Our columnist addresses a few frequently asked questions regarding small business loans and financing strategies.
When I finished writing my book, Loan Financing Guide for Small Business Owners, I realized it is only a small step toward the achievement of my goal to develop training tools and resources that are easy to grasp and actually work. Small business owners need support and I am just the person to help them.
My book tour has taken me to the streets of large cities such as Boston and Miami, and smaller towns such as Arlington, Cambridge, and Somerville, Massachusetts. I've documented many questions from small business owners about loan financing. In response, I've written articles and developed a seminar entitled, Preparing a Powerful Small Business Loan Request.
Here are three answers to questions that frequently came up during my travels over the last few months.
1. If there is one thing I need to remember when speaking with a lender, what would it be?
If there is one thing I can recommend, it would be the following: Show lenders by your every action that you will do everything possible to repay the loan, and how you plan to fulfill this promise. Don't bother verbalizing this--words mean nothing to a lender. Actions are the most persuasive statement.
Here are some ways to demonstrate to a lender your trustworthiness:
Evidence of repayment of past business loans
Evidence of repayment of past personal loans
Absence of--or no--recent delinquencies
Absence of--or no--recent derogatory information from personal or business creditors
Evidence of timely payments to your suppliers
Verifiable examples of difficult personal and business situations that threatened loan repayment, but you kept your word and paid off your debt obligations
2. I am starting a company. Should I tap into loans from my family members and friends or should I go directly to a bank or another financial company?
Some financial professionals believe that start-up companies should first take advantage of loans from family and friends, while others think that option should be a last resort. Start-up companies are perceived to be higher risk, and lenders frequently shy away from lending to new companies, particularly those whose industries are considered to be risky.
Should you decide to seek loans from family and friends, consider creating legal documents to detail the terms of a loan or find a lawyer who can help you with this task. It may be wise to make arrangements for automated loan payments instead of dealing with check writing on an on-going basis.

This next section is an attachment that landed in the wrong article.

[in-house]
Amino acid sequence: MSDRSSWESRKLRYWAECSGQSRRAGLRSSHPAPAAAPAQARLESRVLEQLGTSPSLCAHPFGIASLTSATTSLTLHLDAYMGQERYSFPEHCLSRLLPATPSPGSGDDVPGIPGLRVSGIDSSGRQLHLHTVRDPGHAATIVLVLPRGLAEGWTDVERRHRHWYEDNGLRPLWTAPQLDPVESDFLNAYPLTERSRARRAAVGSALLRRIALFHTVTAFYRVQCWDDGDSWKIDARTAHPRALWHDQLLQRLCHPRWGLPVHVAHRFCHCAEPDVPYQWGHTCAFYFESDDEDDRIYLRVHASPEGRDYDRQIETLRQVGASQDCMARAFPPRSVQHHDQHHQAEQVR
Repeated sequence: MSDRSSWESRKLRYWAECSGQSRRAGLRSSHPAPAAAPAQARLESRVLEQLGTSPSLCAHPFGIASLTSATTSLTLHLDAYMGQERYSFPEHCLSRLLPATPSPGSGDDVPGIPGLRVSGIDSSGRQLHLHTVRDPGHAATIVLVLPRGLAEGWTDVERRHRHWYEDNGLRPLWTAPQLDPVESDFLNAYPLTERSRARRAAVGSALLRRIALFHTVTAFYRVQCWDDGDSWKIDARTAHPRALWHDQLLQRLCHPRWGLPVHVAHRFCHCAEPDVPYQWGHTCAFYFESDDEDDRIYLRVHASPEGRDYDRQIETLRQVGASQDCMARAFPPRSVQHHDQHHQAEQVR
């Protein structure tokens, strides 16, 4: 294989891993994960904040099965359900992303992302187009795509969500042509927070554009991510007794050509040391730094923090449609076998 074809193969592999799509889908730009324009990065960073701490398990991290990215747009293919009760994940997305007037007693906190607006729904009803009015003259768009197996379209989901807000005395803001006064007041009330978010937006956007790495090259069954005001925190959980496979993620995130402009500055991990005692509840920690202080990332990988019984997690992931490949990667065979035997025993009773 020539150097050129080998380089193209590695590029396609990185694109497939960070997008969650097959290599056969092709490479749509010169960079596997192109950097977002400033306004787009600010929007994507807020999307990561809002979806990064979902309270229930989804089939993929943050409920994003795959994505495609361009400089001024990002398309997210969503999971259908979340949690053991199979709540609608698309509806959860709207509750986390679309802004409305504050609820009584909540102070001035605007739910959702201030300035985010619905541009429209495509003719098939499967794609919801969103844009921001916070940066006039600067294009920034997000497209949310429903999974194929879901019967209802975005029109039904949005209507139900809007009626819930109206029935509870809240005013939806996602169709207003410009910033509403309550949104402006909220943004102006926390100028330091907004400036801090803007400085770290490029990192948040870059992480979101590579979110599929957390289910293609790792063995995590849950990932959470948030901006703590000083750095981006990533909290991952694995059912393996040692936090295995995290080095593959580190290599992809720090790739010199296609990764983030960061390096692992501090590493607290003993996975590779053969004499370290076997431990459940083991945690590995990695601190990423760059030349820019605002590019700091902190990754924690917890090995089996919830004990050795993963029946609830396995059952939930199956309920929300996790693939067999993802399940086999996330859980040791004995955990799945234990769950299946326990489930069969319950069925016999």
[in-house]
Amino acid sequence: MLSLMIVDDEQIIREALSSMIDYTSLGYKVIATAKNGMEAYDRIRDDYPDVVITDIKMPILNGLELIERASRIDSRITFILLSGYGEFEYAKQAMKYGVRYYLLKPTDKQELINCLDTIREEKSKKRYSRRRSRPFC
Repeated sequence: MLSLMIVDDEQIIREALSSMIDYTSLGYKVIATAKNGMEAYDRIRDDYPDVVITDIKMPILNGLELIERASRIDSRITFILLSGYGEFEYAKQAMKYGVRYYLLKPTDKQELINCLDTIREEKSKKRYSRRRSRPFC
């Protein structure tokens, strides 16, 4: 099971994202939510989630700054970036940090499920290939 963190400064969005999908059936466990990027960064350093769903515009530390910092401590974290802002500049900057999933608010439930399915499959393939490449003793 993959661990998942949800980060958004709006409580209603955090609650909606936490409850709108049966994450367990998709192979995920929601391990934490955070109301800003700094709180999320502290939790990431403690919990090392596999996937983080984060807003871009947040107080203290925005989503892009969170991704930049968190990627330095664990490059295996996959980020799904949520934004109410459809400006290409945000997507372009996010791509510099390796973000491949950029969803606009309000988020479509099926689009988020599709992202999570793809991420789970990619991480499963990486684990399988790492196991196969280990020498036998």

It's important to know that payments on loans from family and friends do not allow you or your company to build credit history. If you decided to take advantage of loans from family and friends, find a company, such as Circle Lending, that can help you streamline the legal paperwork, automate payments, report your payment history to credit bureaus, and provide other loan administration services.
If you have both options (traditional lenders, and family and friends' loans), decide which option is less expensive, less time consuming, and will benefit your company in the long-term. Summarize pluses and minuses and make a choice.
3. I like using credit cards to finance my business, but my financial advisor tells me not to. How can I persuade him that credit cards are not a bad idea?
I agree with your financial advisor. Business credit-card debt is quite easy to secure and increase; however, the moment you slip and send your payment late, the promotional rate will quickly turn into the 20% plus default rate with a variety of punitive fees. At that point you may be struggling to keep up with interest payments with little chance of repaying the principal.
There are examples of successful business financing with credit card debt, but those small business owners used credit cards on a limited basis and as a temporary source of financing. Credit card lines are similar to line of credit loans--short-term financing vehicles. But, unlike lines of credit, they are usually much less forgiving when you make a mistake. I have seen small businesses fold under the burden of credit card debt too many times to soften my opinion about credit card financing. If you decide to use credit card debt as a limited financing tool, I urge you to read the credit card agreements, particularly focusing on rate and pricing structure, provisions in case of default, and your rights and responsibilities. Do not fall into the 0% interest and $0 fee promotional trap!
Do you have a question or concern about small business financing? If so, e-mail me at firstname.lastname@example.org. I'd love to hear from you. Like Tom Cruise in Jerry Maguire crooned: "Help me help you!"